Camp residents were previously situated at Camp Ashraf in eastern Iraq, but were relocated last year, in line with an agreement signed in December 2011 between the UN and the Iraqi Government.

“The Secretary-General calls on the Government of Iraq, which is responsible for the safety and security of residents of both Camp Liberty and Camp Ashraf, to promptly and fully investigate the incident and bring perpetrators to justice,” said Mr. Ban’s spokesperson in a statement. “He has repeatedly stated that violence and provocation are unacceptable.”

Mr. Ban also reiterated the UN’s strong commitment to continue its long-standing efforts to facilitate a peaceful and durable solution for residents of both camps.

The High Commissioner for Refugees, António Guterres, expressed his shock about the attack calling it “a despicable act of violence.”

“I call on the Iraqi Government to do everything it can to guarantee security to the residents,” he said. “The perpetrators must be found and brought to justice without delay.”

In a news release, the UN Assistance Mission for Iraq (UNAMI) said it is closely liaising with the Government on the response to the incident, including medical assistance to the wounded.

Mr. Ban’s Special Representative in the country, Martin Kobler, has also asked Iraqi authorities to promptly conduct an investigation into the mortar explosions.

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Also
https://iran-interlink.org/?mod=view&id=12933

Ban Ki-moon called for peaceful evacuation of Camp Ashraf without delay

(HQ of Mojahedin Khalq, MKO, MEK, Rajavi cult)

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… Secretary-General Ban Ki-moon called on the Iraqi government and an Iranian opposition group that was given refuge in the country during Saddam Hussein’s rule on Monday to work together to peacefully complete the group’s relocation without further delay. Nearly 2,000 members of The People’s Mujahedeen Organization of Iran have moved from Camp Ashraf in northwestern Iraq to Camp Hurriya on the deserted former U.S. military base outside Baghdad known as Camp Liberty. But about 1,300 have refused to go until the Iraqi government meets their demands. They had been living in exile at Camp Ashraf in Iraq since Saddam welcomed them three decades ago …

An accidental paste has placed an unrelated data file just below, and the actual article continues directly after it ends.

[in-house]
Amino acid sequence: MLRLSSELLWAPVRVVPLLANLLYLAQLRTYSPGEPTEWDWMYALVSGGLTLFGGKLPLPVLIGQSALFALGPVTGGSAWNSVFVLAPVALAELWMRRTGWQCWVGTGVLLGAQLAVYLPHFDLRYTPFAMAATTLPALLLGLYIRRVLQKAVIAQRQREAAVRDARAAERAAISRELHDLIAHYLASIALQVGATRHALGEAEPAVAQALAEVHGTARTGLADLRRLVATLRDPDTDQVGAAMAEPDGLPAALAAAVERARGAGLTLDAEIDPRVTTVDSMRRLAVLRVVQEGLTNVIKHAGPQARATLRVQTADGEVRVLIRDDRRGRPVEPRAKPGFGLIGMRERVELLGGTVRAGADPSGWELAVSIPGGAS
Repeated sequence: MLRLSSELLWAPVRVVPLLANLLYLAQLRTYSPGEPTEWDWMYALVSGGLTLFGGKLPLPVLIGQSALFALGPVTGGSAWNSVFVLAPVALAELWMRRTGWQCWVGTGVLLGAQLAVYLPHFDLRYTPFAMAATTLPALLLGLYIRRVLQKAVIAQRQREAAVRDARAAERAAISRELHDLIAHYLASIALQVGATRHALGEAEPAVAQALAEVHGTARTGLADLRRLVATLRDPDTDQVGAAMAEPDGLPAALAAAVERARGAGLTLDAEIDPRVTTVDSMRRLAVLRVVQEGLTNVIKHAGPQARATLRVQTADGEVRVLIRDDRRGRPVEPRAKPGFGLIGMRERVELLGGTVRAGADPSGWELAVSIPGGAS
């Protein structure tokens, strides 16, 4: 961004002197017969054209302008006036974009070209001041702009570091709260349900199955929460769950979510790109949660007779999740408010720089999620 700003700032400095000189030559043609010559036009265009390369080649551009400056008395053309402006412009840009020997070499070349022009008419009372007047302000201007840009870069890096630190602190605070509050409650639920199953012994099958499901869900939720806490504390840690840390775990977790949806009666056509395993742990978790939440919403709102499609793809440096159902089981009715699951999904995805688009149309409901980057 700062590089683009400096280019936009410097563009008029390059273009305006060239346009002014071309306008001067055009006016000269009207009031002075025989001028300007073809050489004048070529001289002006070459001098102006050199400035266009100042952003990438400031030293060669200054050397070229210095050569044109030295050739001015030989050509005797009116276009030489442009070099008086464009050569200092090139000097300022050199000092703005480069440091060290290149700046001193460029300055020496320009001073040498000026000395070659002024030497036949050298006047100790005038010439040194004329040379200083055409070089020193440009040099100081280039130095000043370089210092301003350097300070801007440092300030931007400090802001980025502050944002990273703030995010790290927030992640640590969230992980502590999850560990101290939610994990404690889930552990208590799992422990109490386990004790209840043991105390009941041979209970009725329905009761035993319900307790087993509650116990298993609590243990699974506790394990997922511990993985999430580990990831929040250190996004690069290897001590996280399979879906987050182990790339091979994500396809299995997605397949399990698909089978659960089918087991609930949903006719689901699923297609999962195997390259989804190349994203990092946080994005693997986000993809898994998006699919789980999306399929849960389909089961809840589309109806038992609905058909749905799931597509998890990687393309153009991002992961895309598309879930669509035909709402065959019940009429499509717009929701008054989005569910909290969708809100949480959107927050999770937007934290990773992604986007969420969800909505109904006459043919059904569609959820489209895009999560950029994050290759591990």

Associated Press, July 17 2012
http://www.washingtonpost.com/world/europe
/un-chief-urges-iraq-and-iranian-opposition-group-to-
work-together-to-finish-groups-relocation/
2012/07/16/gJQAJp3wpW_story.html

UN chief urges Iraq and Iranian opposition group to work together to finish group’s relocation

UNITED NATIONS — Secretary-General Ban Ki-moon called on the Iraqi government and an Iranian opposition group that was given refuge in the country during Saddam Hussein’s rule on Monday to work together to peacefully complete the group’s relocation without further delay.

Nearly 2,000 members of The People’s Mujahedeen Organization of Iran have moved from Camp Ashraf in northwestern Iraq to Camp Hurriya on the deserted former U.S. military base outside Baghdad known as Camp Liberty. But about 1,300 have refused to go until the Iraqi government meets their humanitarian demands, including the transfer of air conditioners, power generators, trucks and other items to their new location.

They had been living in exile at Camp Ashraf in Iraq since Saddam welcomed them three decades ago in a common fight against Iran. But they are now being pressured to leave by the new Iraqi government, whose Shiite officials want to build stronger ties with Iran.

The Iraqi government has set a July 20 deadline for the group, also known by its Farsi name, Mujahedeen-e-Khalq or MEK, to vacate Ashraf entirely.

Anglican leaders in Ireland and Britain wrote a letter to the secretary-general urging the U.N. and the U.S. to press the Iraqi government to improve humanitarian conditions so the Ashraf residents can relocate.

In a report to the U.N. Security Council circulated Monday, Ban called on the Iraqi government and residents of both camps “to continue to work together in a constructive and flexible manner in order to complete the relocation process without further delay.”

He stressed the importance of residents of both camps cooperating with Iraqi authorities and stressed the U.N.’s commitment to a peaceful solution.

The Anglican leaders expressed alarm about the possible use of force against the people of Camp Ashraf and drew attention to the shortage of water, food, medicine and medical treatment at Camp Hurriya. They said further relocations were halted becuse Iraq reneged on earlier agreements.